SLAC National Accelerator Laboratory - SLAC National Accelerator...  

NLE Websites -- All DOE Office Websites (Extended Search)

Security Notice and Terms of Use Updated January 3, 2005 PRIVACY NOTICE Welcome to the SLAC National Accelerator Laboratory website. We collect no personal information about you...

397

Brookhaven National Laboratory The National Synchrotron Light...  

NLE Websites -- All DOE Office Websites (Extended Search)

is one of five nanoscale science research centers (NSRCs) that DOE's Office of Basic Energy Sciences is operating at national laboratories around the country. These centers...

398

Sandia National Laboratories: National Security Missions: Internationa...  

NLE Websites -- All DOE Office Websites (Extended Search)

national security through global technical engagement. Enhance security of vulnerable nuclear weapons stockpiles and weapons-usable nuclear material in countries of concern and...

399

Sandia National Laboratories: National Security Missions: Nuclear...  

NLE Websites -- All DOE Office Websites (Extended Search)

Weapons Science & Technology National labs provide the science and technology to maintain and certify the nuclear stockpile in the absence of full-scale weapons testing. The...

400

Sandia National Laboratories: National Security Missions: Nuclear...  

NLE Websites -- All DOE Office Websites (Extended Search)

Missions Nuclear Weapons Stockpile Stewardship Ensuring the nation's nuclear weapons stockpile is safe, secure, and reliable. About Nuclear Weapons Since 1949, Sandia's scientists...

Note: This page contains sample records for the topic "anwr arctic national" from the National Library of EnergyBeta (NLEBeta).
While these samples are representative of the content of NLEBeta,
they are not comprehensive nor are they the most current set.
We encourage you to perform a real-time search of NLEBeta
to obtain the most current and comprehensive results.


401

Groundbreaking at National Ignition Facility | National Nuclear...  

National Nuclear Security Administration (NNSA)

NNSA Archive Federal Employment Apply for Our Jobs Our Jobs Working at NNSA Blog Home > About Us > Our History > NNSA Timeline > Groundbreaking at National Ignition Facility...

402

Simulations of Arctic mixed-phase clouds using a new aerosol-linked ice nuclei parameterization in a prognostic ice prediction scheme.  

E-Print Network (OSTI)

??Despite the nearly universally-accepted notion that the Arctic is one of the most important areas to fully understand in the face of a changing global… (more)

Carpenter, James Michael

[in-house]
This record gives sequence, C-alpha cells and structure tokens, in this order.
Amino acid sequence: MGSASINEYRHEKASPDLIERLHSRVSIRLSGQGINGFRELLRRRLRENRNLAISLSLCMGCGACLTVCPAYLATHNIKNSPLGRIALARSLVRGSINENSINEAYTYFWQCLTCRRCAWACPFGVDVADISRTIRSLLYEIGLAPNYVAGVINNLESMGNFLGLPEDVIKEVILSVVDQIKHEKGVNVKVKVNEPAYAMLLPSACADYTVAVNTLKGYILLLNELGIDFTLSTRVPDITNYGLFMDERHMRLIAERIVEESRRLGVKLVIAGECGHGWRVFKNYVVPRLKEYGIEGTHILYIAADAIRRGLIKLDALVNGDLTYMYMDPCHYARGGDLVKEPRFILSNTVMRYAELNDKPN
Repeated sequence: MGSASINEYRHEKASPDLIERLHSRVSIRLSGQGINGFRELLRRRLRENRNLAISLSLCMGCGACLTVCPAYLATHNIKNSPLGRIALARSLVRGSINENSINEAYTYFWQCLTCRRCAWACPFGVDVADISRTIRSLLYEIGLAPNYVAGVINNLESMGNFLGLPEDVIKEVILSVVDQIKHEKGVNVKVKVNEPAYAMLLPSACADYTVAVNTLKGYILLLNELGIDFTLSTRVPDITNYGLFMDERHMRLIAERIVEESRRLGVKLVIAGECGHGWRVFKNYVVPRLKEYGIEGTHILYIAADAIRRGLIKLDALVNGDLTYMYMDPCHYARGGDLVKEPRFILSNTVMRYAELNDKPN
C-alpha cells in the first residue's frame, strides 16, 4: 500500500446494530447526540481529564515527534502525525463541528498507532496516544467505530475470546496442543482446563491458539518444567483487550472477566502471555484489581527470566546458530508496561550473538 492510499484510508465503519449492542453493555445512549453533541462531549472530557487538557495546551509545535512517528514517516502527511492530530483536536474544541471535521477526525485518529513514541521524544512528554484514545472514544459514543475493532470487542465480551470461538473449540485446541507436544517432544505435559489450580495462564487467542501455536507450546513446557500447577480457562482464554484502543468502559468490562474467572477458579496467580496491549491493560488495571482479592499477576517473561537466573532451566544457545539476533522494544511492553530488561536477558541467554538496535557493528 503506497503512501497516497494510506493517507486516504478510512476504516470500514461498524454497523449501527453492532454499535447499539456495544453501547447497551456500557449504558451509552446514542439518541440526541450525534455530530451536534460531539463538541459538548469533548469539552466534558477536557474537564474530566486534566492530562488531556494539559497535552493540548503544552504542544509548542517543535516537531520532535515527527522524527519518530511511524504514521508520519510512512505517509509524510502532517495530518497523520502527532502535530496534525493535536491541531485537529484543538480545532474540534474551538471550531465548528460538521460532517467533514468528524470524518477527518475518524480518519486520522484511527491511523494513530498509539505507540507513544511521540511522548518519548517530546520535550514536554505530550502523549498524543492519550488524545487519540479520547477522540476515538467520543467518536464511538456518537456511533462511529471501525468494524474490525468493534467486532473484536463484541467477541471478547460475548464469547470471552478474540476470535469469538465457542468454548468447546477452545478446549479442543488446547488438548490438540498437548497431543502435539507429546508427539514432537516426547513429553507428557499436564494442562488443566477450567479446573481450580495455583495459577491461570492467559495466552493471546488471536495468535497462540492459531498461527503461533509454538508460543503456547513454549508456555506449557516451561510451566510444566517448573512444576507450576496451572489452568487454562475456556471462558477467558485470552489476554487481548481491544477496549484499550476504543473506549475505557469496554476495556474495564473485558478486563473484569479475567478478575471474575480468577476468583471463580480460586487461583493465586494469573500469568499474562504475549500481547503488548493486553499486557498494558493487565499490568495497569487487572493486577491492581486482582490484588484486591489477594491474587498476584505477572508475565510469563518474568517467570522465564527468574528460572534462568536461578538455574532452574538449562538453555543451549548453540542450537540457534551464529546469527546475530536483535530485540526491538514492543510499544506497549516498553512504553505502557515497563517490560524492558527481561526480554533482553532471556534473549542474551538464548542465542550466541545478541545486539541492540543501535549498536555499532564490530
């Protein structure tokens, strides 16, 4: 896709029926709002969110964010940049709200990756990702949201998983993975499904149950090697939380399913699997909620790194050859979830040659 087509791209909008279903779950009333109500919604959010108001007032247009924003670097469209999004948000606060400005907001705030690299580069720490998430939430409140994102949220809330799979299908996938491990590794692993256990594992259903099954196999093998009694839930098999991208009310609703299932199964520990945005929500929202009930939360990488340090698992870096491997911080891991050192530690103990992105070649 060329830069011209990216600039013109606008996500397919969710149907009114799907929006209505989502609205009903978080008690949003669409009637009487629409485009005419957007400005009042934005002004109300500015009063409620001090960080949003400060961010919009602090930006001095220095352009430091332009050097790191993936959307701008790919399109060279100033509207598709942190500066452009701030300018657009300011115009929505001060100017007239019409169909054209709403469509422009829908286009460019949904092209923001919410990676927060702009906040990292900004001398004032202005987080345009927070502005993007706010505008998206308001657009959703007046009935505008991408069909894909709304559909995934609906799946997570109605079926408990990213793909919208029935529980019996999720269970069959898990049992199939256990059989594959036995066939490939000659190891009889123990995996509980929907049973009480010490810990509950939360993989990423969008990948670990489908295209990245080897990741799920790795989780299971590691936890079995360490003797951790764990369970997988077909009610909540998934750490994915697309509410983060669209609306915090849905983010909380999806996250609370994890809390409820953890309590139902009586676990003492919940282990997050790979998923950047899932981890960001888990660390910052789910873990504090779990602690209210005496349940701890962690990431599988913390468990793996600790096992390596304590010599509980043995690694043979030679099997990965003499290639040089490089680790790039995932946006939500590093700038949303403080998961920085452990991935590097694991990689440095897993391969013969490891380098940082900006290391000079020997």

2013-01-01T23:59:59.000Z

403

Responding to National Needs : The National Bureau of ...  

Science Conference Proceedings (OSTI)

Page 1. THE NATIONAL INSTITUTE OF STANDARDS AND F. TECHNOLOGY NIST National Institute of NIST Standards ...

404

Sandia National Laboratories | National Nuclear Security Administration  

National Nuclear Security Administration (NNSA)

Sandia National Laboratories Sandia National Laboratories Home > About Us > Our Operations > Acquisition and Project Management > M & O Support Department > Sandia National Laboratories Sandia National Laboratories Sandia National Laboratories DE-AC04-94AL85000 Operated by Sandia Corporation a Subsidiary of Lockheed Martin Corporation Contract Updated to Modification 515 dated 09/09/2013 View previous Sandia Contract and Mods (M081-A201). BASIC Contract (Official) Modifications (Official) Funding Mods Available Upon Request Conformed Contract (Updated to Mod 515 dated 09/09/2013) (Unofficial) SNL M202 Section A (Supersedes Basic and all Mods) (pdf, 397KB) SNL M216 (9/15/04) (pdf, 439KB) SNL M202 SecA (Supersedes Basic and all Mods) (pdf, 397KB) SNL Sec B-H (doc, 314KB) SNL M218

405

Nonproliferation and National Security Multimedia - Argonne National  

NLE Websites -- All DOE Office Websites (Extended Search)

Nonproliferation and National Security Nonproliferation and National Security > Multimedia Multimedia Nuclear Systems Analysis Engineering Analysis Nonproliferation and National Security Detection & Diagnostic Systems Engineering Development & Applications Argonne's Nuclear Science & Technology Legacy Other Multimedia Work with Argonne Contact us For Employees Site Map Help Join us on Facebook Follow us on Twitter NE on Flickr Bookmark and Share Nonproliferation and National Security: Multimedia Related Resources Nonproliferation and National Security Vulnerability Assessment Team (VAT) Click on the "Date" header to sort the videos/podcasts in chronological order (ascending or descending). You may also search for a specific keyword; click on the reset button refresh to remove the keyword filter and show again all the Videos/Podcasts.

406

SANDIA NATIONAL LABORATORIES  

NLE Websites -- All DOE Office Websites (Extended Search)

Impacts on Sandia and the Nation Impacts on Sandia and the Nation 2 SANDIA NATIONAL LABORATORIES 3 LDRD Impacts on Sandia and the Nation For further information, contact: Wendy R. Cieslak Senior Manager, Science, Technology, and Engineering Strategic Initiatives wrciesl@sandia.gov (505) 844-8633 or Henry R. Westrich LDRD Program Manager hrwestr@sandia.gov 505-844-9092 LDRD Impacts on Sandia and the Nation ABOUT THE COVER: Images from some of the case studies in this brochure: a near-UV light- emitting diode (LED), a cell membrane, a NISAC model, synthetic aperture radar (SAR) image of Washington, D.C. LABORATORY DIRECTED RESEARCH AND DEVELOPMENT 4 SANDIA NATIONAL LABORATORIES 5 LDRD Impacts on Sandia and the Nation Sandia National Laboratories' Laboratory Directed Research and Development (LDRD) Program:

407

National Vulnerability Database (NVD)  

Science Conference Proceedings (OSTI)